Recent temperatures have been in the 80s. It has been a veritable “parade” in the garden since the temperatures began to rise.
By parades I don’t mean cute little kids carrying baskets of colorful Easter eggs, but packs of coyotes, deer, turkeys, fisher cats, rabbits and squirrels (some people call them “tree rats”), in addition to moths, spiders and armies of ants. Recently a turkey crashed through a large window of a friend’s home causing extensive damage.
Spring blossoms offset our naughty visitors and we are presently enjoying gorgeous daffodils, hellebores, scillas, forsythias, hyacinths, trilliums, snowdrops, muscari, bloodroot (Sanguinaria) and crocuses. It’s interesting to see that many of the crocuses are not where their bulbs were originally planted. Some have been dug up by the squirrels and deposited/buried in other areas of the garden.
On a positive note, the robins have returned and we hear that hummingbirds are on their way north. Speaking of hummers, we plan on getting more feeders for them this year. We recently saw a PBS-TV special where it was mentioned that the more feeders one has, the more hummers and more frequent visits.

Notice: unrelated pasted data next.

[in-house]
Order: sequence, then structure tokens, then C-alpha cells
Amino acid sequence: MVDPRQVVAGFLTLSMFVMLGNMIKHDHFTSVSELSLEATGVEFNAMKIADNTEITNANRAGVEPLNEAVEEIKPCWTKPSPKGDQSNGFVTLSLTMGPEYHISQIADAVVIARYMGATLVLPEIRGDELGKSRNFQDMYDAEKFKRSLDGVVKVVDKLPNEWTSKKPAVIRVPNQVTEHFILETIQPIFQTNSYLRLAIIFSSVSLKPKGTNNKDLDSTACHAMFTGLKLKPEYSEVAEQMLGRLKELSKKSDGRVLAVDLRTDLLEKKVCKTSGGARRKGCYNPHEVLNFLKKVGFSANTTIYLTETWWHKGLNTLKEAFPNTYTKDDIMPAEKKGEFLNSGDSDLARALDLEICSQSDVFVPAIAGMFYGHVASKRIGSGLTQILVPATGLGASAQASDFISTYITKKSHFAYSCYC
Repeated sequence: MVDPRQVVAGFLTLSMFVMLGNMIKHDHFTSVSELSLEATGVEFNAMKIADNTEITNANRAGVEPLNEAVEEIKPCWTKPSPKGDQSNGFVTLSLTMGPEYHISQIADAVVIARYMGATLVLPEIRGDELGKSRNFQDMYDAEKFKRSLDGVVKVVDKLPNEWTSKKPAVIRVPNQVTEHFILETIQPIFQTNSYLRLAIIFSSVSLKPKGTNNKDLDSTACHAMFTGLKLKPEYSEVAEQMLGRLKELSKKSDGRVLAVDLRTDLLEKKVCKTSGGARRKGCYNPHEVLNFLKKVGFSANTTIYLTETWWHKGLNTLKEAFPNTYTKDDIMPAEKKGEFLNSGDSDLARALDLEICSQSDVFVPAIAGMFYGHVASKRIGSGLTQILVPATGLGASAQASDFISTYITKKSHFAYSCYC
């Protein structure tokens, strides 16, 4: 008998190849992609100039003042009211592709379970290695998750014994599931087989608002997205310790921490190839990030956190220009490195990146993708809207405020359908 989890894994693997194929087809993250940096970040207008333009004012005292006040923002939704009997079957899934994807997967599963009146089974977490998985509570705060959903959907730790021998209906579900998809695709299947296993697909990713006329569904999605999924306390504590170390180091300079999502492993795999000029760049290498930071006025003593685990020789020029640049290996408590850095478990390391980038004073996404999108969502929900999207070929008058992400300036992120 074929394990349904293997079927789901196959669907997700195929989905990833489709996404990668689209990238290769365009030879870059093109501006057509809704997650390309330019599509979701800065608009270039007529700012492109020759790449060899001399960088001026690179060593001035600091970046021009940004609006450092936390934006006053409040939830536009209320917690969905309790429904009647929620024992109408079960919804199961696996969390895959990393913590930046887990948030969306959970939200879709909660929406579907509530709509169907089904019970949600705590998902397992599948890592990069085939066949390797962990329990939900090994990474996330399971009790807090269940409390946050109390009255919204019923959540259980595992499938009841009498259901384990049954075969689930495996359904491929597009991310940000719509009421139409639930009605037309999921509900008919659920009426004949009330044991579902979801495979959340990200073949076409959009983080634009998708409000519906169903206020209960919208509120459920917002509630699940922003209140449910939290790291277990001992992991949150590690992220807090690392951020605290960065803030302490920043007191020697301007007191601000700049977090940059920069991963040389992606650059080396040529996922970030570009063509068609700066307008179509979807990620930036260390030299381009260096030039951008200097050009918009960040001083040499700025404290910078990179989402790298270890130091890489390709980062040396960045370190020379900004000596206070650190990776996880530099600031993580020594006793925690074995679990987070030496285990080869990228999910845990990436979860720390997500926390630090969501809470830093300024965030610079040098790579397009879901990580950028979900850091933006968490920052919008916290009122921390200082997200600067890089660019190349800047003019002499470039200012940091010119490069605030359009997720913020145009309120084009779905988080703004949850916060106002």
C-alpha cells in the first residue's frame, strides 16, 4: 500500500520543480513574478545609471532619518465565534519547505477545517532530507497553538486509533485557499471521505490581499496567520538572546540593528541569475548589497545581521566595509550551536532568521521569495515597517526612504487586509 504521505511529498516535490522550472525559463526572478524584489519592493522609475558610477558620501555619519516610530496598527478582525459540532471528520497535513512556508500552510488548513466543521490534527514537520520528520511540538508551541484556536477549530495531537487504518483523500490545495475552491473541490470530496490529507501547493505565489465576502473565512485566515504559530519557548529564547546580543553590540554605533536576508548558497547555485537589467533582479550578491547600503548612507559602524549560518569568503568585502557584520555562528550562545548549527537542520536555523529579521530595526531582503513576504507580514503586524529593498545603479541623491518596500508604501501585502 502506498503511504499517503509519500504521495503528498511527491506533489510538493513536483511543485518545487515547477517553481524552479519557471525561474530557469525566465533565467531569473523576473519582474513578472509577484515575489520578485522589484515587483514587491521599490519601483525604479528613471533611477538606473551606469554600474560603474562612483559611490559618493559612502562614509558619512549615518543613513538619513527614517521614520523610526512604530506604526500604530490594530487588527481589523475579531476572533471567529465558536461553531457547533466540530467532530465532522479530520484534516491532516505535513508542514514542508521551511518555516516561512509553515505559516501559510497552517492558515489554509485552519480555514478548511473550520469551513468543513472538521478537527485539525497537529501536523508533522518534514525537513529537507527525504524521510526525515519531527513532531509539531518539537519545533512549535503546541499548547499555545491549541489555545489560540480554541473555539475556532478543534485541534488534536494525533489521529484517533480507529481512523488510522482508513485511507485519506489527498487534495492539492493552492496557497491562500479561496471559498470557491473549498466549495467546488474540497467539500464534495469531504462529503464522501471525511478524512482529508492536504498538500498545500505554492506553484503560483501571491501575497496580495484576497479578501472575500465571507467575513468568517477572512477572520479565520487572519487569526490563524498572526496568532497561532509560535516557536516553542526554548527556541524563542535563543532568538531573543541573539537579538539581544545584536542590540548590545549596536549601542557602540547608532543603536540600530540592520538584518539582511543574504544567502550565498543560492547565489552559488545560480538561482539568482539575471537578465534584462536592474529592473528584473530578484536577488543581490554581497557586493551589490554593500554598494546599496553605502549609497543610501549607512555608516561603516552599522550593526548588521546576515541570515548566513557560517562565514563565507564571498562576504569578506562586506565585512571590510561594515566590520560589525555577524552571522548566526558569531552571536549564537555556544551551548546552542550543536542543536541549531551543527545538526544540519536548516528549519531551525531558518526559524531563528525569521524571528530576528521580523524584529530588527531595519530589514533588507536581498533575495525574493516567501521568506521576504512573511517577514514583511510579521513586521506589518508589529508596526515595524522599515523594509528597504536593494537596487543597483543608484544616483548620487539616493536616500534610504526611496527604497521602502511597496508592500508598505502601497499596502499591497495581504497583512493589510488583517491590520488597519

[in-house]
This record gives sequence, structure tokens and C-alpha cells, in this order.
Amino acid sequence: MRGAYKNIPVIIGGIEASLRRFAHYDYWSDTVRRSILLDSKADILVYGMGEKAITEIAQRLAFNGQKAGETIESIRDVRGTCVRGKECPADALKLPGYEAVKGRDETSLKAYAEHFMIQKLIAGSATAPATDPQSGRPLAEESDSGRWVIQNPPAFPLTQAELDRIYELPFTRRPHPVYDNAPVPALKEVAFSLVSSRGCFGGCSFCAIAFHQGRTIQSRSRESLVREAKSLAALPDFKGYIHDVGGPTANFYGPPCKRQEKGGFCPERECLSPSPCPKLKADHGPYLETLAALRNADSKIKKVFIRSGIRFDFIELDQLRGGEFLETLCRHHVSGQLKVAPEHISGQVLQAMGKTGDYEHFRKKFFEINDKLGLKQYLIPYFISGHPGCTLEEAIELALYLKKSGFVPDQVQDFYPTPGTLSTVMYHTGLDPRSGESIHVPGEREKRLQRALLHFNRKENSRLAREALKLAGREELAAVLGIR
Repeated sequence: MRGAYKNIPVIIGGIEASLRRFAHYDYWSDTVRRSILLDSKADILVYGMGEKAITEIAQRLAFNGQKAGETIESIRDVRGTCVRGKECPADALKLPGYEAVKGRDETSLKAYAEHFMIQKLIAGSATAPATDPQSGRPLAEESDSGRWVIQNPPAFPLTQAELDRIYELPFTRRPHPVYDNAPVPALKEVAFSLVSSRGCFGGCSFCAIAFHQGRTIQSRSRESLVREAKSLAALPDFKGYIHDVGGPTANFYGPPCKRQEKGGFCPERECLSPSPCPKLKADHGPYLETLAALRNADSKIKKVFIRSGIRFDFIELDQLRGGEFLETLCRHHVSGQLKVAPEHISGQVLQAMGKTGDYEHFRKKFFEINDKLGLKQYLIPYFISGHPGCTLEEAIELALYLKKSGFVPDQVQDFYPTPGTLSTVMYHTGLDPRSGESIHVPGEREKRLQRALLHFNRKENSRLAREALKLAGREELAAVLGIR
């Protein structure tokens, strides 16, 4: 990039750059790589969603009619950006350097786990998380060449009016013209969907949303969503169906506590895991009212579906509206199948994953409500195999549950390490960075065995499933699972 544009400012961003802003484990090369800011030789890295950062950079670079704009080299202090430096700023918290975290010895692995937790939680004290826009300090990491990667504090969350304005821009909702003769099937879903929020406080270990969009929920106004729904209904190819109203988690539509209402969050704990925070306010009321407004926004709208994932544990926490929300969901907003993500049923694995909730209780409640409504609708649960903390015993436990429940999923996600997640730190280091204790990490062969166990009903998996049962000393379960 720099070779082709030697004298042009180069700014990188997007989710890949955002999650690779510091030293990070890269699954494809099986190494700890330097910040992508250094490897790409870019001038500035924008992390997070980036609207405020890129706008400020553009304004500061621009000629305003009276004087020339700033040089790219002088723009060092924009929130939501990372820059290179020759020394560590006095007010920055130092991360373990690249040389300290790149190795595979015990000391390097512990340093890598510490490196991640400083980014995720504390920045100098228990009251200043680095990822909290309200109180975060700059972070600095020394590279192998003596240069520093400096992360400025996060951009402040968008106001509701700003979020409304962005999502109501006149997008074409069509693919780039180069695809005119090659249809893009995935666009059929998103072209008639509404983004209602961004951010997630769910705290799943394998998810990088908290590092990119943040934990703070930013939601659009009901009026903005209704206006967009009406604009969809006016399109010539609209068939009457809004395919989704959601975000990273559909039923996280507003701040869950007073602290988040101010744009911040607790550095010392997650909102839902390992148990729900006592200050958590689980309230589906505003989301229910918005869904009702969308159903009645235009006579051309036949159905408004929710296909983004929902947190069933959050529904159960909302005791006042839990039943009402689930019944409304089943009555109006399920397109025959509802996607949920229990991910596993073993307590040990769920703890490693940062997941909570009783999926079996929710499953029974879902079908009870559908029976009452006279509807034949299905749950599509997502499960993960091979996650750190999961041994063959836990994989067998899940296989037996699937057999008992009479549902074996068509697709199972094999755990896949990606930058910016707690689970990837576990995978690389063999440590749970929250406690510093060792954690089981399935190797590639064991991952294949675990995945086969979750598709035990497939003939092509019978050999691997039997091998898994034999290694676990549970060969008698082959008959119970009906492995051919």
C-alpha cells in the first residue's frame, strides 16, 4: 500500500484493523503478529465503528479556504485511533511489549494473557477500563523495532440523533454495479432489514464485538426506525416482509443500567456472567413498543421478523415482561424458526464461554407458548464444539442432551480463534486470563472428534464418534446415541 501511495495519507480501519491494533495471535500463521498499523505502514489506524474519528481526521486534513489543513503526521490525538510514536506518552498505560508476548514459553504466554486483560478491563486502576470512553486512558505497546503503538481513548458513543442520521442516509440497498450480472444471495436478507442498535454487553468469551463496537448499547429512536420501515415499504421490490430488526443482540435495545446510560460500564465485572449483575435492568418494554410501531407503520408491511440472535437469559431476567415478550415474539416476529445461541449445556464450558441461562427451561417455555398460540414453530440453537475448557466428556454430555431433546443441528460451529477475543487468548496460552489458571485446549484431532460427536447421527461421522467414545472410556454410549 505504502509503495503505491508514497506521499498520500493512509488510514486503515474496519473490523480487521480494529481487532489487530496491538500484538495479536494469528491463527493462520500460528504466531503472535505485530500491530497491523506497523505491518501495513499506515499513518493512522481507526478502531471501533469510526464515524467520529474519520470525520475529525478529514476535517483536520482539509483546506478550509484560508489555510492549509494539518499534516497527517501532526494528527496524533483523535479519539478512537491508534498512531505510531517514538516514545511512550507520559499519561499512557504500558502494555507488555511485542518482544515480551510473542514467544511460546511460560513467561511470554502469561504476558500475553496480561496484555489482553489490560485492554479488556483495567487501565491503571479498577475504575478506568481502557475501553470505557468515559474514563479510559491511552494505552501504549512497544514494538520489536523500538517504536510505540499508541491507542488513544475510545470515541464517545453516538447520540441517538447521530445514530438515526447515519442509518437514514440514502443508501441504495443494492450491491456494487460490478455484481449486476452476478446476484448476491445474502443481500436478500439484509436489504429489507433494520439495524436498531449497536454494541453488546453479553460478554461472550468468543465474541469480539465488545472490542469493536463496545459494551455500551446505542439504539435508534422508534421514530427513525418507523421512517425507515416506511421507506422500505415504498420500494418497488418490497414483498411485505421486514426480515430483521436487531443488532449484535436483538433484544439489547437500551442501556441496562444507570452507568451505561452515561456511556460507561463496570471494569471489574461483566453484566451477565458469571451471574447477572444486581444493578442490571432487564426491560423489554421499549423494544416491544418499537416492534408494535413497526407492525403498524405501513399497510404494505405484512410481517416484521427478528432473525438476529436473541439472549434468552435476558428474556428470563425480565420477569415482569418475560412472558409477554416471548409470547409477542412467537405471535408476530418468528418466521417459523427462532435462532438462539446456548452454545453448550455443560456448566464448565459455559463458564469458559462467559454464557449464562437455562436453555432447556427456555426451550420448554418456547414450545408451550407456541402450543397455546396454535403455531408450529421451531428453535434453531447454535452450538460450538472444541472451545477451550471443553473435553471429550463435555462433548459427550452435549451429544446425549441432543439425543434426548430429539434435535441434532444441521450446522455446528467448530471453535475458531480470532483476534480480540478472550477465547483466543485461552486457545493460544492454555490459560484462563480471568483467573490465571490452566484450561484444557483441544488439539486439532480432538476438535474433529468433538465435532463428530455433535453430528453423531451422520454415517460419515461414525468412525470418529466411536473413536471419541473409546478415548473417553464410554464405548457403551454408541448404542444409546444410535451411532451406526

Chores include cleaning up a bit and pruning the roses and spireas. If there’s time, I may divide some of the daylily and hosta clumps before they get too big. It’s easier to do it before the leaves get too long. We must remember to apply some tick spray before venturing outside.
Soon we’ll be setting up the peony hoops and bringing out the amaryllis bulbs that have wintered in the cellar.
In the vegetable garden, chives, green onions, lovage, parsley and rhubarb have returned and are doing well. Soon we’ll be sowing our lettuce seeds.
The pollen season has arrived and so have the allergies. Before we know it, the season will spring into summer!